When Shirley King decided to move to the Blair House apartments in Silver Spring a little more than a year ago, what sold her was its central location.

King, 70, who lives just a few yards from the Silver Spring Metro stop and a downtown bus line, can quickly get to her various club and church meetings. Also nearby are a Giant Food supermarket, several shops, a mall and Gold's Gym, where she works out three times a week.

"I was looking for places around here because it was very convenient, and because I'm in a motorized wheelchair," King said. "It's an excellent location, plus they built it up fantastically."

Blair House is one of a complex of apartment buildings occupying most of a large block off Eastern Avenue in downtown Silver Spring, owned by the Tower Cos., a Bethesda developer. During the 1990s, Tower completed a $25 million renovation on the complex, which includes more than 1,300 units in the high-rise Blair House, Blair East and Blair Plaza, and the four mid-rise buildings of Blair Towers. The buildings, built from the late 1950s to the 1960s, are a bit bland architecturally, but the lobbies are generously decorated and the apartments freshly painted, with up-to-date appliances.

The Blairs offer units with rents ranging from $790 for an efficiency to a $2,200 three-bedroom. Square footage runs from a 421-square-foot efficiency to a 1,985-square-foot three-bedroom, two-bath unit.

Amenities vary according to the building and apartment size, but shared amenities include an Olympic-size pool, playground and fitness center. There are laundry and trash rooms on each floor.

King said there is a pleasant mix among the Blair House tenants of families, young singles and seniors of various races and nationalities. "Everyone I come into contact with is sweet," she said.

One recent weekend, Margo Newman of Los Angeles supervised as movers unloaded her 81-year-old father's belongings into his new one-bedroom apartment in one of the Blair Towers buildings. She said they had chosen the place for several reasons, most important among them the location.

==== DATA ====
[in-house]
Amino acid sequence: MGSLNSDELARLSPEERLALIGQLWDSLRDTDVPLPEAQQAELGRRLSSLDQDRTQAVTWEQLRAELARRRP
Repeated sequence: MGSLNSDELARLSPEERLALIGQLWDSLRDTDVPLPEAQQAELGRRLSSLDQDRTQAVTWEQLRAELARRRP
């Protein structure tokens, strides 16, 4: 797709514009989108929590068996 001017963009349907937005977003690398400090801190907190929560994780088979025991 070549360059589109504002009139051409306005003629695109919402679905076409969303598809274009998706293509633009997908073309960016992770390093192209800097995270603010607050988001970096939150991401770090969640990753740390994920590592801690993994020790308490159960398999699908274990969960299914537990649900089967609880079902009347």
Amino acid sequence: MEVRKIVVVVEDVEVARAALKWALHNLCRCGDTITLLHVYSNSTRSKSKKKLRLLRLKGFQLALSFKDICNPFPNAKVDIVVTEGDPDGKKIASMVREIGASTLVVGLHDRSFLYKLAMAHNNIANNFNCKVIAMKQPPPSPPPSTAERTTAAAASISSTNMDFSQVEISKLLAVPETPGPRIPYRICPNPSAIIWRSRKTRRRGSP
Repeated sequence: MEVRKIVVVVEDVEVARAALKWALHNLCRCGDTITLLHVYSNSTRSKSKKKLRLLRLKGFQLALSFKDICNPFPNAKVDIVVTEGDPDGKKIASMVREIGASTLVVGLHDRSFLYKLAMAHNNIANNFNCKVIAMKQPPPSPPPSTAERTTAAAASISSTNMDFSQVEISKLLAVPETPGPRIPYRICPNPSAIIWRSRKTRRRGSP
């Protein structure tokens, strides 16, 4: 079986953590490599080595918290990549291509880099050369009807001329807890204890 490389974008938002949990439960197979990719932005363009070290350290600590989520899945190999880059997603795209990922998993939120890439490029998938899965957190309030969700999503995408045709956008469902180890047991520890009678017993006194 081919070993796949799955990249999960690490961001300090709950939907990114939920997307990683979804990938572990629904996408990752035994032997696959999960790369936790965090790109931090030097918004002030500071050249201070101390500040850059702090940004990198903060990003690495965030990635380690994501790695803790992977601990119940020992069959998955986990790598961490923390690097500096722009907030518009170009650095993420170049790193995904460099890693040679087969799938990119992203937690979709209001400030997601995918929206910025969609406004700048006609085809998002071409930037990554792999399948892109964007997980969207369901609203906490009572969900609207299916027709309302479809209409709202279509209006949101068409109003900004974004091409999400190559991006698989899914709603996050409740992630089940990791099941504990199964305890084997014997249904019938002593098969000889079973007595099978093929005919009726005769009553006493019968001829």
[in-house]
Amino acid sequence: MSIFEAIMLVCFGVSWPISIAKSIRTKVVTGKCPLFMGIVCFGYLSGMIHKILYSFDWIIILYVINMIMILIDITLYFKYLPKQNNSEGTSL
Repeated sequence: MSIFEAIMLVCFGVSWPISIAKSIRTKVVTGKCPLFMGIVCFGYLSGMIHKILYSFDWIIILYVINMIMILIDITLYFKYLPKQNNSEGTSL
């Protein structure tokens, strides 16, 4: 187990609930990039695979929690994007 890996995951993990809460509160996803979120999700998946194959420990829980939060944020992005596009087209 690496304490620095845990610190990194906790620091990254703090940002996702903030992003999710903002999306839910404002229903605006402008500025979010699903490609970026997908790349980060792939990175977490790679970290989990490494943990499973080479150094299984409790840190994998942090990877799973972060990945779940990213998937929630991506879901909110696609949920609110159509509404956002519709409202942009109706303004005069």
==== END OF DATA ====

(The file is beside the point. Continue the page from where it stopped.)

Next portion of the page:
"We liked that it was close to a lot of things for him," she said, adding that the buildings' security also appealed to her. "For an older person living by himself, it's a good place."

Newman said it was difficult for her father to go from a large townhouse in Potomac to cramming his belongings into a one-bedroom apartment, but the generous size of the place allowed him to keep most of his things with him. She said everything in the apartment was renovated before her father moved in, and the complex also offered a special of two months' rent free.

"It's by far the most affordable thing we found in Montgomery County," she said.

The complex will also soon include Blair Towns, two mid-rise buildings with 78 units being constructed alongside Blair House. The company expects that project to be completed by spring.

Coinciding with the state's promotion of "smart growth" and public efforts to revitalize the Silver Spring area, the renovations and the Blair Towns project were meant to create an urban living area, a mini-city where transportation, shopping and other needs are within walking distance. To that end, it recently expanded the buildings that house the Giant and CVS drugstore adjacent to the complex and has signed on other retailers, including a Caribou Coffee shop. Marvin Atwell, a maintenance supervisor, says the coffee shop is very popular among the young professionals in the complex -- somewhat like an outside social area.

"They take their computers and books over there and work," Atwell said. Though two of the Blair properties are separated from the strip mall in places, the Blair East and Blair Plaza buildings have back entrances opening onto the mall parking lot.